Ever notice that successful people are surrounded by a dedicated team? Entrepreneurs may start out as a solo act, but growing your business will likely require growing your team. Often the first person hired is an assistant to help with day to day tasks. Here are a few considerations when looking for the right candidate:
Cost savings: Work is coming in (a great “problem” to have) but is this the right time to bring on someone else as support staff? Here’s how you figure this out- list all of the activities you’re doing outside of your core role that you don’t like or feel energized by and the time it takes you do complete a task. Then multiply the hours you spend on these tasks by your hourly rate. This is how much it “costs” you to complete tasks that could be delegated to someone else. Compare how much the task “costs” you to how much an assistant would charge for the completing the same task. For example:
Let’s say you own a hair salon but don’t particularly like writing or updating your salon’s blog. You spend 4 hours per week blogging, and usually make $100 per hour as a stylist. $100 x 4 hours = $400 . Blogging is costing you $400 per week because you could better use that time to serve paying customers. If you find a copy writer/freelance blogger who charges $25/hour to do this work for you and she or he can complete it in 2 hours per week, then you’re saving money and time! $25 x 2 hours = $50 ; $400 – $50 = $350 net
Scope and length of assignment: Do you need a virtual assistant who can do all work online, or do you need a personal assistant that can be physically present in your office or business? If what you need can be done soley online (e.g. blogging, customer service emails, ordering supplies, etc.) then a virtual assistant is fine. If you need someone to physically transport items for you and there’s no delivery service, e.g. do filing, pick up drycleaning or your children, then a personal assistant may be the way to go. Keep the length of the assignment in mind as well, since this may affect how long your assistant can work with you. College students are generally available in the Summer, but their time is severely limited once school starts in the Fall.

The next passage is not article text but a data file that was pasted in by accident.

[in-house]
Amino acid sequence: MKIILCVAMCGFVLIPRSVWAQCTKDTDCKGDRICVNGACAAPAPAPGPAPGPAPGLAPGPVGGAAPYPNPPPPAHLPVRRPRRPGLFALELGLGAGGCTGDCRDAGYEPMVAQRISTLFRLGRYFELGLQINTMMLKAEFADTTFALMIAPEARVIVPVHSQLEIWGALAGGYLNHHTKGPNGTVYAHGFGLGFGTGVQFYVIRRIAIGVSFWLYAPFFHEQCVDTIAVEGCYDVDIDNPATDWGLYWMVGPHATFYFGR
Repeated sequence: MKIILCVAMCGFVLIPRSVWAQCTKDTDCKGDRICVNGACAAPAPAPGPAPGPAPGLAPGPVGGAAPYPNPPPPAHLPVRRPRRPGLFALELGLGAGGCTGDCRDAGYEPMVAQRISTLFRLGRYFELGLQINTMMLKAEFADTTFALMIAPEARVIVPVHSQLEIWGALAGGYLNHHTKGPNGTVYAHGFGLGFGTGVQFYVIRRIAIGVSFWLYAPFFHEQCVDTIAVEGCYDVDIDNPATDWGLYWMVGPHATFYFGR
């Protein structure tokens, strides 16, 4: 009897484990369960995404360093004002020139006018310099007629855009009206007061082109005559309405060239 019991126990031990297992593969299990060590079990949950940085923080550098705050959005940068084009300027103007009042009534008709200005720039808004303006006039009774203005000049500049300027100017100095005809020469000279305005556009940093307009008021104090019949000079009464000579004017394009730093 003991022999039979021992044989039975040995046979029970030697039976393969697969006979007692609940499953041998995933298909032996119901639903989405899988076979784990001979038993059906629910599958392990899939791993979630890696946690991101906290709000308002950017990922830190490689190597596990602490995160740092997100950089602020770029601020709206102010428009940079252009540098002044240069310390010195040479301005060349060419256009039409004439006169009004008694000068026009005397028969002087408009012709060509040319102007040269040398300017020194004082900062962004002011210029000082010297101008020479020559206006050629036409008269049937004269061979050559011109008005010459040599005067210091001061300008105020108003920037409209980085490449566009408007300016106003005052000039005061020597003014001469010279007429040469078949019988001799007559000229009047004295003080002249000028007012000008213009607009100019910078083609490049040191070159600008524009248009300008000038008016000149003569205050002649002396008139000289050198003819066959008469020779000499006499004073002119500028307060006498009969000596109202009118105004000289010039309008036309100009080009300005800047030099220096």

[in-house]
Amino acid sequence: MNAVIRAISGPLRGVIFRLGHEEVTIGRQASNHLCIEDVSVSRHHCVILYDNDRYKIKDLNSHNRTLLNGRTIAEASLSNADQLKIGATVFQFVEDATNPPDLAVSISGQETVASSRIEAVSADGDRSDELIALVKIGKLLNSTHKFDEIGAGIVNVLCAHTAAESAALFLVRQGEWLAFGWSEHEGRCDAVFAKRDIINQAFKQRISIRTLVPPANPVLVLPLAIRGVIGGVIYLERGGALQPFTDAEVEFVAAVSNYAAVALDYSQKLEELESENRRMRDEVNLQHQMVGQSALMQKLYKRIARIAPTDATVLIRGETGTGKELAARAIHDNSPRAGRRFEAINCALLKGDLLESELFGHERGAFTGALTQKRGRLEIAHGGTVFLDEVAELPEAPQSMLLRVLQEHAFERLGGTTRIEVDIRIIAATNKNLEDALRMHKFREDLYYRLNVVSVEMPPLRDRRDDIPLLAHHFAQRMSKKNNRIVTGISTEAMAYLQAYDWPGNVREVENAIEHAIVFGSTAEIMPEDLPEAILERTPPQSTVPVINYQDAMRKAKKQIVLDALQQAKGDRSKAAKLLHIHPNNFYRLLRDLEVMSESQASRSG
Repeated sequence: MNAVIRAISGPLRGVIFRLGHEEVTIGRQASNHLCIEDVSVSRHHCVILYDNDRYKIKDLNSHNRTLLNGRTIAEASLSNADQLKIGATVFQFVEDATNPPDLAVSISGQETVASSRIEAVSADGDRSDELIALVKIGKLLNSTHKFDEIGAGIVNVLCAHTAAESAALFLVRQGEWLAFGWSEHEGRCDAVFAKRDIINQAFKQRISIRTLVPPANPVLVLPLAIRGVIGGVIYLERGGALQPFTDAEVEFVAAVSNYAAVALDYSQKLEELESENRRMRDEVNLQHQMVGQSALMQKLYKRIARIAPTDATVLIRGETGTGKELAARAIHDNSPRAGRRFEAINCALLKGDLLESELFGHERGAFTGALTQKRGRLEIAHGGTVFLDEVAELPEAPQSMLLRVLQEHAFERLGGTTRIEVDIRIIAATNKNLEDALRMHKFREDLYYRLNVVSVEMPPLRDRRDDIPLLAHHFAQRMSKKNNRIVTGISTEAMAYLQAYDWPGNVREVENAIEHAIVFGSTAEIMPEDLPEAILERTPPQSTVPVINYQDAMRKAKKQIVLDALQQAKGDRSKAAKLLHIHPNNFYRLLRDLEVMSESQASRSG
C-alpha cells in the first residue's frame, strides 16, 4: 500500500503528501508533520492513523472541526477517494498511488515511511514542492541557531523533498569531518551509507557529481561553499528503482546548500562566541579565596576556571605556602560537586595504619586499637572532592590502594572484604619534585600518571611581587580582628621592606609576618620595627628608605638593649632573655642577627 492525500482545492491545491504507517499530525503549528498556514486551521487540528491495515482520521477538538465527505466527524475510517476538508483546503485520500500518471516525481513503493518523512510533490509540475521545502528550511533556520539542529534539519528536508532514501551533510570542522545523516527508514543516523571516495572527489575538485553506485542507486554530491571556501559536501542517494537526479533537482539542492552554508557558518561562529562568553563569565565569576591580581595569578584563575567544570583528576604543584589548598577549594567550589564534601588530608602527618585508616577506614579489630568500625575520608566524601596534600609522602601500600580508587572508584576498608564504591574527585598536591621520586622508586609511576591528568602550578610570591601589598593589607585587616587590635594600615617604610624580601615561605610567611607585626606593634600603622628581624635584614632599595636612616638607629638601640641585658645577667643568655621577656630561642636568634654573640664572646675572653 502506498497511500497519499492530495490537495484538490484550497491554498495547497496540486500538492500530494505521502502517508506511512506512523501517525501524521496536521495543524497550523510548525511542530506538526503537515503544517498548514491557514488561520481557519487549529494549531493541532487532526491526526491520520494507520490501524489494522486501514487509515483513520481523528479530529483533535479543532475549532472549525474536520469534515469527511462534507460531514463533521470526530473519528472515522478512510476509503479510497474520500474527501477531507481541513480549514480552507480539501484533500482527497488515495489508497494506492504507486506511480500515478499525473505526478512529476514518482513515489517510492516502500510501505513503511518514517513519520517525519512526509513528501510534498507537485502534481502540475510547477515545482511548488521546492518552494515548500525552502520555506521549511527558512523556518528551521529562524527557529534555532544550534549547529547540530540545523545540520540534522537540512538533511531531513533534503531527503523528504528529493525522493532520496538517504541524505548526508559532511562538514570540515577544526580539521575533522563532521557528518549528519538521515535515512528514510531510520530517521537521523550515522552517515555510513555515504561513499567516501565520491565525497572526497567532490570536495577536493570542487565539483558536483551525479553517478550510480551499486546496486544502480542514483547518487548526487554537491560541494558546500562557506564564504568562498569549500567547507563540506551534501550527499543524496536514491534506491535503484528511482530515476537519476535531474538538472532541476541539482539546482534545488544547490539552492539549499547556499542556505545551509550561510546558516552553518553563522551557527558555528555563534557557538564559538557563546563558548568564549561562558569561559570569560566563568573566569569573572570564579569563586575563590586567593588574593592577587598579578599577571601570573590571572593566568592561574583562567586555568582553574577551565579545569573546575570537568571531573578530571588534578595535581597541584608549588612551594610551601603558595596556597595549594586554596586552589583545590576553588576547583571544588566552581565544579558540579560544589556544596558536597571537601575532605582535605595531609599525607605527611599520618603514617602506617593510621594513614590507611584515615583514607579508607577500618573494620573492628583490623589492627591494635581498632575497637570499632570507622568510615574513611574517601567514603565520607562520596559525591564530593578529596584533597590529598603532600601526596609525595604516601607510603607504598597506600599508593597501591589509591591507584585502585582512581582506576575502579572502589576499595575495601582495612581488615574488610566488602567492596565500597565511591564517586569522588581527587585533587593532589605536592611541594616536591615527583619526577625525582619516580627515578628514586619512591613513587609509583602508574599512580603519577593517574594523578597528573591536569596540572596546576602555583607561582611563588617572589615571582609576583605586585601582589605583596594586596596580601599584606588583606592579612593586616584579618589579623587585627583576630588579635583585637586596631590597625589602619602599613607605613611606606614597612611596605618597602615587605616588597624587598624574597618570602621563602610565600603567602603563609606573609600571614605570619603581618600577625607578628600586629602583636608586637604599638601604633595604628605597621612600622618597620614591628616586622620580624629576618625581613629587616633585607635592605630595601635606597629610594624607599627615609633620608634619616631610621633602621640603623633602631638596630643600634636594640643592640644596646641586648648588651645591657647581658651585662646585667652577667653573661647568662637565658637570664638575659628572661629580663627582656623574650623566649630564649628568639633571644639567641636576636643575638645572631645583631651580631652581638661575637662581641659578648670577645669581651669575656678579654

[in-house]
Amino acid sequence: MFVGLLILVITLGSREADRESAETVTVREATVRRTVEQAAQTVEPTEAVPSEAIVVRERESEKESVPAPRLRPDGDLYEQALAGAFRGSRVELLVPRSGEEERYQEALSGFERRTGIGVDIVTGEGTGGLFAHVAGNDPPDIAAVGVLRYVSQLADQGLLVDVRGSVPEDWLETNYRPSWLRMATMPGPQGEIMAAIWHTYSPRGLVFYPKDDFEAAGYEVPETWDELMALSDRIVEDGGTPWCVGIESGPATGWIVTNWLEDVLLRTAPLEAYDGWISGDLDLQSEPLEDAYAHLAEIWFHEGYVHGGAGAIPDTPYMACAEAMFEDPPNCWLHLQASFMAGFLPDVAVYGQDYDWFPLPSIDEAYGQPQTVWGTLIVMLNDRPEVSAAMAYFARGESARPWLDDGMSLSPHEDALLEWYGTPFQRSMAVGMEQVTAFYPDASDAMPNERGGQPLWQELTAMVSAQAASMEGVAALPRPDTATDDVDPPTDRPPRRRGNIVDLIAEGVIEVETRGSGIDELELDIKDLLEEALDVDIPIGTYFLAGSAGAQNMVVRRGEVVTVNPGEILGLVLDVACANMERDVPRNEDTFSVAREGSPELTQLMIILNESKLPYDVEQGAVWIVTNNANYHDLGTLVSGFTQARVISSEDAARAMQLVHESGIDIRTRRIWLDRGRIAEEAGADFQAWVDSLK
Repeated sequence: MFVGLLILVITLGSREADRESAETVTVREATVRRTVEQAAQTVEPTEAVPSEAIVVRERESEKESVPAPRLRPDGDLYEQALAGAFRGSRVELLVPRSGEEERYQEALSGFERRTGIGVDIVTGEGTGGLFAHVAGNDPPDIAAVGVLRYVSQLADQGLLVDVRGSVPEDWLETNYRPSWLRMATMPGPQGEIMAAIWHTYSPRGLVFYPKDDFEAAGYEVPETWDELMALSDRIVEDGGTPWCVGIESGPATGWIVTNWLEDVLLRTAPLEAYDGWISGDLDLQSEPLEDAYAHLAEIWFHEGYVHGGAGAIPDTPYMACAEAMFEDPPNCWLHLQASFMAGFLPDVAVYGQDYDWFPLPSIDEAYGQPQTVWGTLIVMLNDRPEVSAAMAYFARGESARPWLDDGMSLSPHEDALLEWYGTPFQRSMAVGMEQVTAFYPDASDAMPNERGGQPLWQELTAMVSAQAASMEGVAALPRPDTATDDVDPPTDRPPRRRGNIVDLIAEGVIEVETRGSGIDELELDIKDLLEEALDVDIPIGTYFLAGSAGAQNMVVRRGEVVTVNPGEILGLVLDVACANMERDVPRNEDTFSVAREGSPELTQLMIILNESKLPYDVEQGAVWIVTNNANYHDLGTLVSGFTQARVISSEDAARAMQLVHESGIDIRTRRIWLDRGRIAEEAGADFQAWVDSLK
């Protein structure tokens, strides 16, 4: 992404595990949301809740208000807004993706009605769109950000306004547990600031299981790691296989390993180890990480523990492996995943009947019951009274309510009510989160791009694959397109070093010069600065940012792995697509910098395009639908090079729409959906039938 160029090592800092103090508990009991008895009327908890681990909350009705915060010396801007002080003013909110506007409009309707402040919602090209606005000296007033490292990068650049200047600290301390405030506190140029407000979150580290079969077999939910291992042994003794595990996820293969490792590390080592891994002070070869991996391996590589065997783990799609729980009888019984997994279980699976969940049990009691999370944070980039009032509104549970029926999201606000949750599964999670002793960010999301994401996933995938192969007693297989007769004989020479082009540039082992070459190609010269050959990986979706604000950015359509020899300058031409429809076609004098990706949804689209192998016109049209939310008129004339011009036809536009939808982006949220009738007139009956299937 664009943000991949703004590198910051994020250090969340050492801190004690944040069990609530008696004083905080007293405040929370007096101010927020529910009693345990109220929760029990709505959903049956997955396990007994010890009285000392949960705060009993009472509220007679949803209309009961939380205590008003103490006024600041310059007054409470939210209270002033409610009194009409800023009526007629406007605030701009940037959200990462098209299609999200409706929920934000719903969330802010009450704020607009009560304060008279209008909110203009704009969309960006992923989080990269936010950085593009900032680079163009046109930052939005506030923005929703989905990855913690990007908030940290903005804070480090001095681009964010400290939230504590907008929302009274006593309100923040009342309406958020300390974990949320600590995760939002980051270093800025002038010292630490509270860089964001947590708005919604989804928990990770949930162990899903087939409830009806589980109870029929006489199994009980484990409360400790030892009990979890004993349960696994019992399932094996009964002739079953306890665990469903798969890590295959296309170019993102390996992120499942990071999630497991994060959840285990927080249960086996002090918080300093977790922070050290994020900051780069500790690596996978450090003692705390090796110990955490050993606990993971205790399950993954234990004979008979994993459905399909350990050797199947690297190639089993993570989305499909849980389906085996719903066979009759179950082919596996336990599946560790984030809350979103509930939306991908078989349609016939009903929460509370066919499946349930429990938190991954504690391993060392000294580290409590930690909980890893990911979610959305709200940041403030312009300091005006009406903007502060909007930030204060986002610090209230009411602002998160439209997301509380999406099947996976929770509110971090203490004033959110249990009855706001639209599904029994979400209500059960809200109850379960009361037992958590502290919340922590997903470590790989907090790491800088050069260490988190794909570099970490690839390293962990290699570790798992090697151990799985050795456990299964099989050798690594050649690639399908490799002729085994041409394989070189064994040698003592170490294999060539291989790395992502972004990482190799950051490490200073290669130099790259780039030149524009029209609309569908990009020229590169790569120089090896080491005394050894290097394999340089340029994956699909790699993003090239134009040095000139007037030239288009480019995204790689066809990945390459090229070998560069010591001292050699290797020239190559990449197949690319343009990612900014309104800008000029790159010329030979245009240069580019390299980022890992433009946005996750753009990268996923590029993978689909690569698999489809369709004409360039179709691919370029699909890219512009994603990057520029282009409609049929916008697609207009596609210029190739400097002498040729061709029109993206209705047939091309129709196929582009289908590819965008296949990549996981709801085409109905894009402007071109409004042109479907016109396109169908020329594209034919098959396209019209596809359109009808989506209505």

Candidate source: Referrals from friends and family are always great, as this shortens the vetting process, but if no one close to you has yet hired an assistant, there are some great sources online. Two websites I’ve used are Care.com and Thumbtack.com; both have various types of freelancers and make it super easy for your to input your requirements and search for a qualified candidate.